During the talks with Putin, Zuma stressed that Russia-South Africa cooperation was not only necessary within the BRICS forum, but also within the G20. Source: AP
Amid unprecedented warming of bilateral relations in recent years, South African President Jacob Zuma paid a working visit to Russia, last week, to hold wide-ranging talks with his Russian counterpart Vladimir Putin at the Black Sea resort of Sochi to strengthen trade and investment ties between the two countries. Zuma’s Russia visit was a continuation of the bilateral talks the two leaders had during the Durban summit of the BRICS countries (Brazil, Russia, India, China, South Africa) in March, which they were not able to complete as they had too short time because of their heavy engagement schedules with BRICS summit leaders. Then Zuma and Putin had agreed to continue the dialogue during the South African President’s visit to Russia in May so that all the matters of the agenda could be completed.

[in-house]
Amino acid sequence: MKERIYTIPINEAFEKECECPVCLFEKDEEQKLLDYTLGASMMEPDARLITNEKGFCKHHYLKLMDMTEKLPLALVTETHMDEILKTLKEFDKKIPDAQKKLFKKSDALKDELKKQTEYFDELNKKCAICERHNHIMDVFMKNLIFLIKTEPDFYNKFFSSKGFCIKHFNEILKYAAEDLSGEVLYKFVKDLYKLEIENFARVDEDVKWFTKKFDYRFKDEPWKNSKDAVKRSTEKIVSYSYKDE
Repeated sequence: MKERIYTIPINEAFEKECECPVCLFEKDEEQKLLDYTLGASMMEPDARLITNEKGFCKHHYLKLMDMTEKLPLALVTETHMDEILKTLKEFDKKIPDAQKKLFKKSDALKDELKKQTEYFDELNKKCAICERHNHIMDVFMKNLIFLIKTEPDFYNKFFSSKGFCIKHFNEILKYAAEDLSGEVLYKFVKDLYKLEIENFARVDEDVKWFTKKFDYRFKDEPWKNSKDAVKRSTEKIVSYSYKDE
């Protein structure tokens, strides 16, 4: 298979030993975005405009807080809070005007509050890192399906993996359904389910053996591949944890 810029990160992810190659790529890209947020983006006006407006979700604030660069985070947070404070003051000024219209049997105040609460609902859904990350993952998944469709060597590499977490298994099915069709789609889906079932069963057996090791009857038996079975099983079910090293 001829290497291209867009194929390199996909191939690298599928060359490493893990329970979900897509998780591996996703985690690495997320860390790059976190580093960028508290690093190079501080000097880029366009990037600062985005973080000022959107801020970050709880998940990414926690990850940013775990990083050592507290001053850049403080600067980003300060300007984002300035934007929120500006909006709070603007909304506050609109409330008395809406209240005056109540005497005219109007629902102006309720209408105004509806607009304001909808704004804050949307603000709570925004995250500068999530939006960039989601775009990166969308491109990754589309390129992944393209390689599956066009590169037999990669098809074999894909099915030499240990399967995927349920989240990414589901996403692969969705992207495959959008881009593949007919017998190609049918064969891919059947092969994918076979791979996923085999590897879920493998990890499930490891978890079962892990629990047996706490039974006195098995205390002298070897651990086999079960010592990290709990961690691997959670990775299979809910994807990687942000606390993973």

“We were able to address a whole range of current issues in further strengthening Russian-South African ties,” Putin said at a joint press conference after his talks with Zuma on May 26. He, in particular, noted the” regularity” of Russian-South African bilateral political dialogue “effectively complemented” by bilateral cooperation in leading international and world organizations and structures, including BRICS forum, the G20 and the UN.